Although the IRS still doesn’t know what information was stolen three months after ProPublica published private taxpayer data and has a history of political targeting, congressional Democrats are pushing to supercharge the IRS and to invade Americans’ privacy.
Daniel Pilla details the agency’s long campaign for greater authority over taxpayer’s information, writing:
“As far as the IRS is concerned, there is no amount of data that is too much; there is no level of reporting that is too invasive; and there is no point at which the invasion of personal privacy has gone too far.
“The IRS will never stop its demands for more data unless and until it has real-time access to every single detail of the financial dealings of every person and business in America.”
In a GOP meeting this week, top Ways and Means Republican Rep. Kevin Brady (R-TX) asked, “Why would we reward the IRS with greater power over sensitive taxpayer data after these scandals?”
CLICK HERE to read the full op-ed.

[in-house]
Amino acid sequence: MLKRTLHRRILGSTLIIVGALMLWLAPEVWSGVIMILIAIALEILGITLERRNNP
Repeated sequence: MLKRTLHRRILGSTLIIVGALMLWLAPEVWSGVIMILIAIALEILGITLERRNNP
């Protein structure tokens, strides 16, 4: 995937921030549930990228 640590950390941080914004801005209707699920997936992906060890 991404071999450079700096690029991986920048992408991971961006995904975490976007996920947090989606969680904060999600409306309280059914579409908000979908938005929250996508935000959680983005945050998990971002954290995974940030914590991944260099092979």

The American people and local banks will reject Democrats’ push for a more invasive, supercharged IRS.
- Under the guise of going after the ‘tax gap,’ President Biden has a proposal to spend $80 billion on an army of auditors and to turn local banks into chapters of the IRS to report on the gross transactions of your personal and business bank account is unacceptable to the American people.
- Every American must pay their taxes, but there’s very little evidence suggesting the IRS estimate on unpaid taxes (dubbed the “tax gap”) is accurate, given that it may be based on data from seven years ago or wild guesses on foreign transactions, cryptocurrency, concealed income, and other sectors.
The burden of Democrats’ supercharged IRS reporting falls on families, small businesses, and local banks.
- Republicans have introduced the Tax Gap Reform and Internal Revenue Service (IRS) Enforcement Act, which allows for a better understanding of the tax gap, provides smarter enforcement, ensures the IRS uses all of the resources at its disposal, and addresses the expertise gap at the IRS.